Your Home Linux gives old PCs a new lease on life by replacing their bloated commercial operating system (OS) with Linux

For several years, we've been using Linux at home and at work. In this short time, Linux has evolved from a niche OS favored by DIYers and computer science geeks into an increasingly easy-to-use, virus-free, speedy platform. The OS is improving at breakneck speed, and gaining fans worldwide.

But our primary interest in Linux has always been this: It's great for giving PCs with modest specifications a new lease on life, thereby keeping them out of the trash.

For home users, that means:

  • Finally, a useful purpose for those desktops and laptops gathering dust in a closet
  • A fast-booting computer to put in unexpected places (kitchen, garage or shed)  
  • A perfect system for kids (plus, loads of free games and educational applications)
  • A highly configurable PC for people with special needs
  • A home media server
  • A home "cloud" server

Best of all, all this is possible using PC hardware you already own

Services

  • Load your old, "useless" PC with an appropriate flavor of desktop or server Linux
  • Create an always-on home "cloud" for your music, video and data
  • Teach you how to add free software from the secure, virus-free Linux repositories
  • Teach you how to update your system to the latest version of Linux
  • Consultation and demonstration (about 1 hour)
  • Installation (about 1 hour)
  • 2 months of free support

Additional services, including hardware recommendations, networking support, additional tools and education available at a negotiated hourly rate.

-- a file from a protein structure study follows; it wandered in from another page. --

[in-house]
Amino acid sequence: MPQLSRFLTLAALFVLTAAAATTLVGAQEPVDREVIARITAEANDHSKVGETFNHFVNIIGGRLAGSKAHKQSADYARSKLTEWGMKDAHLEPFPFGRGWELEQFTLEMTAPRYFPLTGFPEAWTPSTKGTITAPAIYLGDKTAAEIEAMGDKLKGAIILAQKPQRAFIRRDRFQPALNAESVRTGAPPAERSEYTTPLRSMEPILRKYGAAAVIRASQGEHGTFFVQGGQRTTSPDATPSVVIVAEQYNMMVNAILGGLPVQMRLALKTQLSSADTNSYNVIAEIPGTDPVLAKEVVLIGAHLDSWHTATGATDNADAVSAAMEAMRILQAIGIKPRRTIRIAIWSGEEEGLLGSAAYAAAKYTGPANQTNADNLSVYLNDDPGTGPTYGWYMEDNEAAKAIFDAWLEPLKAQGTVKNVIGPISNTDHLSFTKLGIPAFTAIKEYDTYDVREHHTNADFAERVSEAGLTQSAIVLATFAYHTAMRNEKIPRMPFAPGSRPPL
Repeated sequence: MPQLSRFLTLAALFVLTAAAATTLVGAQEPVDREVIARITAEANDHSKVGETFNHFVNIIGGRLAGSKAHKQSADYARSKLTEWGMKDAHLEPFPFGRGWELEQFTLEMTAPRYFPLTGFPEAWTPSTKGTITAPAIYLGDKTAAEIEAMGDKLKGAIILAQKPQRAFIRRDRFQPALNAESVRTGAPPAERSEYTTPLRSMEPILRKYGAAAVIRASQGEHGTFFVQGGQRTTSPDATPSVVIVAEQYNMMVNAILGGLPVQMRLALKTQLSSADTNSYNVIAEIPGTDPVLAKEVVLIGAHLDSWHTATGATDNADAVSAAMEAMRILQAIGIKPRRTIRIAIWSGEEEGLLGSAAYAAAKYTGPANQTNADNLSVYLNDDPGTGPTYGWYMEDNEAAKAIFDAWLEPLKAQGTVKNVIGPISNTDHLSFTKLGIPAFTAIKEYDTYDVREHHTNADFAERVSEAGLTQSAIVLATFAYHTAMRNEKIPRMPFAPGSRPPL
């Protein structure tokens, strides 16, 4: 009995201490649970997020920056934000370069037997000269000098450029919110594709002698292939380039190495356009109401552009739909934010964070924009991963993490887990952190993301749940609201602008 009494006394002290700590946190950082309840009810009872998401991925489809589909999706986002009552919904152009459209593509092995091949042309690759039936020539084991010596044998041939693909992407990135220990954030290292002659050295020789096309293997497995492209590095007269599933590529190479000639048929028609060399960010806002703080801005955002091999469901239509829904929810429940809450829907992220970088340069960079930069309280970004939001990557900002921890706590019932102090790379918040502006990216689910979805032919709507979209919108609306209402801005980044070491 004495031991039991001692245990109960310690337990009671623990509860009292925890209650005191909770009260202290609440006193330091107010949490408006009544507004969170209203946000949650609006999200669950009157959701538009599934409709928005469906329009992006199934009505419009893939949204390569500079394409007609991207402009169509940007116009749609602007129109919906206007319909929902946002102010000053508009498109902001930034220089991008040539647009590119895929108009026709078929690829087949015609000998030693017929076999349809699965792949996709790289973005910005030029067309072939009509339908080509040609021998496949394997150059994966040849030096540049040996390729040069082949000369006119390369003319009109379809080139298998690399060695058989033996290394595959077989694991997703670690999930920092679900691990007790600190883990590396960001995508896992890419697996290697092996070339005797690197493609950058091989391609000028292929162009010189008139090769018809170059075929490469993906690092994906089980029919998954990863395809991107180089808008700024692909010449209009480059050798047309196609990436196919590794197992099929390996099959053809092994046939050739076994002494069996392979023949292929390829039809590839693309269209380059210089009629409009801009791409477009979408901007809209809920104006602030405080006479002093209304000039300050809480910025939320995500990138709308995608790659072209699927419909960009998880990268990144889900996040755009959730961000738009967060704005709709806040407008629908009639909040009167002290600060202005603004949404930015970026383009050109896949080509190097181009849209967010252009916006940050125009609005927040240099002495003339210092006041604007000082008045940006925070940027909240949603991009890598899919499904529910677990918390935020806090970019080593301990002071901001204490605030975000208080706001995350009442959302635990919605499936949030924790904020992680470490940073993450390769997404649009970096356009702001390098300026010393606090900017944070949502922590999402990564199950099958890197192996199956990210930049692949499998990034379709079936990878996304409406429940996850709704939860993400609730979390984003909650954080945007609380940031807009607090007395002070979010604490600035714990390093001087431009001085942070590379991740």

We Like the XBMC Frontend to a Media Server: 

 

We Also Like the Plexmedia Server, Which Any Web Browser Can Reach:

 

 

Our Favorite Linux Desktop for Linux Newcomers: 

 

While there are dozens of Linux distributions ("distros") to try, for people coming to Linux for the first time, we recommend Lubuntu. This distro, which is based on Ubuntu Linux, has a deserved reputation for being lightweight and familiar for people coming from, say, Windows XP.

Lubuntu, a swift desktop that consumes less than 500MB of RAM

We consider Lubuntu our default starter distro for new users. Why? Because it runs great on older hardware (the type YourHomeLinux users typically want to upgrade) and it runs blazing on machines with a bit more power (dual-core processors and above).

Here's a quick video review about the latest version, Lubuntu 14.04:

 

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If you like staying current, and you're already using 14.04, you can update easily with one command in the terminal.

If you're doing this on a laptop, plug into a wall outlet first. 

Open a terminal

Type: "sudo do-release-upgrade -d"  (without the quote marks)

Enter your password 

You'll be told a new distribution, 14.10, is available. Click OK to have it install, and sit back (this will take some time, particularly if you're trying it today, Release Day (Oct. 23, 2014). 

 

 

April 2014 will mark the end of Windows support for Windows XP. Are you part of the 25% of Windows users still using XP? 

 

Yes. Your installation comes with two months of free support, but we can also offer individualized instruction for people eager to learn about Linux desktops and servers. 

You should also check our growing Forum for tips and tricks, including links to YouTube tutorials. 

 

 

I downloaded my first Linux distribution ("distro")  years ago via a dial-up connection! Remember those? 

Back then, there weren't graphical installers, easy ways to install additional software, good documentation or even friendly places to get answers. "What do you mean you don't know if you're 'root' or not!"

Thankfully, much of that has changed. (But it's still a good idea to understand how to use the terminal.) 

A great way to learn is to install and then play around with a virtual machine (our favorite is VirtualBox). With a virtual machine, your PC "hosts" one or more virtualized machines. You can play inside these VMs, which perform just like "real" desktops or servers. Best of all, you can even break them without affecting your host machine. Brilliant! 

 

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